I’ll never forget working as a hospitalist. I had a simple chest pain admission; a 72-year-old guy with chest pain. Everything about it seemed very simple. I read the ER note, chest pain, normal cardiac workup. We need to admit this guy, probably heparinize him, but everything about this seemed like a straightforward admission for cardiac ischemia. But I had a system. It was a handwritten note, and I remember exactly where I would write what interventions they did in the ER. I got into the habit of writing down what they did in the emergency room. Did they give aspirin? Did they give a beta-blocker? You know, I always documented it. And as I’m reading through the nurse’s note, I realized his blood pressure was low, and they had to give him a liter of fluid for blood pressure control. I look at his note, and his pressures were in the 90s. I think that’s weird, but maybe he lives low; perhaps he lives hypotensive. So, I went into the room and asked, “How’s your blood pressure, normally?” And he says, “Well, it’s 120/80.”, “What? How do you know?”, “Well, I check it all the time.” So, here I say, “That’s weird. Why would someone have chest pain and hypotension? That doesn’t make sense.” If he had cardiac ischemia and became hypotensive from it, well, that’s cardiogenic shock, but he would look super sick. He looked pretty good. He didn’t look that sick. I thought about it, and then I looked at the chest x-ray, and I think that doesn’t look right. That chest x-ray looks big. The mediastinum seems big, and I decide I’m going to scan him. It’s the middle of the night, but I’m going to scan him. And where I worked, it was a fiasco to get a CAT scan with contrast at night. But something didn’t feel right, and quite frankly, I felt foolish. I felt like, “Boy, John, you’re blowing this out of proportion. You’re making a big deal out of nothing.” Not an hour later, I get the phone call that it was type one dissection and he needed to go right to the OR, or he was going to die. Honestly, I don’t know if I’m good or if my systems saved me.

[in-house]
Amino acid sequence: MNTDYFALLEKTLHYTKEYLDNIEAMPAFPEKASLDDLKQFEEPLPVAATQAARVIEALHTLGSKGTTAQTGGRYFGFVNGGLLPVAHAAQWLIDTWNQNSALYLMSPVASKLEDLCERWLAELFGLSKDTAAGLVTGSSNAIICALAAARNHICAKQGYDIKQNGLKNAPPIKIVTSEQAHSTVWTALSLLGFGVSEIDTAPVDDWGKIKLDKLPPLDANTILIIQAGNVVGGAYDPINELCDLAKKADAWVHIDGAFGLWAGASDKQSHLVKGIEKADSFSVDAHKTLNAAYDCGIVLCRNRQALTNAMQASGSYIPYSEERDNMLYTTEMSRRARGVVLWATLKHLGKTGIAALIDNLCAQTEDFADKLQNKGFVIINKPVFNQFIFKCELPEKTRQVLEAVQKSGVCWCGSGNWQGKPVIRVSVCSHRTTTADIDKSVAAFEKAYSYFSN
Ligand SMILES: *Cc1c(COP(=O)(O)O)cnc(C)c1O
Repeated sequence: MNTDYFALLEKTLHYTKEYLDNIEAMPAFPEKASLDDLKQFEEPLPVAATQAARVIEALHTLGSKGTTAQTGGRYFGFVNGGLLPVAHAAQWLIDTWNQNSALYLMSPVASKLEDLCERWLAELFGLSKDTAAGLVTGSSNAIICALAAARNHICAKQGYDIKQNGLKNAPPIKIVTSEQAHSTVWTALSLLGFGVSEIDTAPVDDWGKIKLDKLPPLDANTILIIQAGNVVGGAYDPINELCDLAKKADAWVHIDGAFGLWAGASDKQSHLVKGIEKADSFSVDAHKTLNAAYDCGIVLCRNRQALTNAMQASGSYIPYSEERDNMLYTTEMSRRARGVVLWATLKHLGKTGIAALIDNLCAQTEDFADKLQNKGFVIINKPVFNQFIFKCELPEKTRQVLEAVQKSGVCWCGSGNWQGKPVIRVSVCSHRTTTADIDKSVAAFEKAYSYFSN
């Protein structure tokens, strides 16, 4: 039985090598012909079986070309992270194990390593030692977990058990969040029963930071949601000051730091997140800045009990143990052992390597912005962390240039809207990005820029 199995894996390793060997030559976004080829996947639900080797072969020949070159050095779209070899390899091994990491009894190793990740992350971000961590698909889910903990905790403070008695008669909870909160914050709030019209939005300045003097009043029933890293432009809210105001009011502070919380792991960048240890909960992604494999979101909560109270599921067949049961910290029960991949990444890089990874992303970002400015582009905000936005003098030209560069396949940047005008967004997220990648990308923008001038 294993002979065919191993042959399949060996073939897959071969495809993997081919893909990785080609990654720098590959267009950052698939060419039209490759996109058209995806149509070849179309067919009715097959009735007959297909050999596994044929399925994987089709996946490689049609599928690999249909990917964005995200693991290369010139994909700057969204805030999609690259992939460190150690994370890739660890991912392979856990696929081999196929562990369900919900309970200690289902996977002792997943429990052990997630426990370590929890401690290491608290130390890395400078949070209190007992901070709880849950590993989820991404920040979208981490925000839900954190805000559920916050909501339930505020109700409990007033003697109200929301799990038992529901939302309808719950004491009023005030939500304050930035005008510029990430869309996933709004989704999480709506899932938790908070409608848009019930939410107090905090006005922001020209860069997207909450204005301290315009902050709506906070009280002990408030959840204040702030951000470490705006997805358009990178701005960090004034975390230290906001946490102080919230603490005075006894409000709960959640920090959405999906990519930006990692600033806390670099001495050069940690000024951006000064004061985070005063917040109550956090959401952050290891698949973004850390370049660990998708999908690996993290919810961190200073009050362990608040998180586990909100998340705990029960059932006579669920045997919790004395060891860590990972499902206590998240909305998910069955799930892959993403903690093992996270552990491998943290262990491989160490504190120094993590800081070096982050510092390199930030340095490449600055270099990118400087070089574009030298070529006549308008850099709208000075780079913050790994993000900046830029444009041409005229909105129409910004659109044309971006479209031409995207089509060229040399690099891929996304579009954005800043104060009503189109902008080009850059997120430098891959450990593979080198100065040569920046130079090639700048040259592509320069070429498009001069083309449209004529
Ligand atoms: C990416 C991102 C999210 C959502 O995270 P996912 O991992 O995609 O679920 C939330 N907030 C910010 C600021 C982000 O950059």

I was recently working at an ER, and there were some really complicated patients. I’m working in a great ER, really strong docs, and a great team, but I know that some docs are more friendly and more collegial with advanced practitioners than others; that’s just human nature. I get it, ok, because if you were taking care of super sick people, and you have a thought process, you have a way to assess a patient, look at their triage note, look at the nurses note, look at their old records, then do a subjective assessment of the patient, get the information and object. You have a system, and you’re good at it, but then you have to work with advanced practitioners who violate your system; they break your system. That can be very confusing. That could be how people die, and you miss things. That’s what happens at sign-out in emergency medicine. When you sign a patient out, your thought process is different. You’re accepting data from another person; you didn’t apply your pattern. You didn’t follow your system. So, some of the patients I had to talk to the one doc about you could feel a little conflict, and I know it wasn’t personal. It was because I was violating her system of how she takes care of patients. I don’t blame her for one second because the stakes are so high. It’s not personal. It’s about the patient, and I realized that there are many people that I work with that are conducive to this system, and that probably should be a big part of medical school; how do you work with advanced practitioners to optimize thought process?
Don’t get burned by process
Ok, how to not get burned by thought processes? You know, some of the best docs I’ve ever worked with in emergency medicine, I would give them my assessment, and they would take my whole assessment as subjective. “Ok, I hear what John’s saying. I got it. Now I’m going to go in and start over. I got John’s stuff, and John helped me be efficient, but now I’m going to see this patient and think of them from an objective perspective.”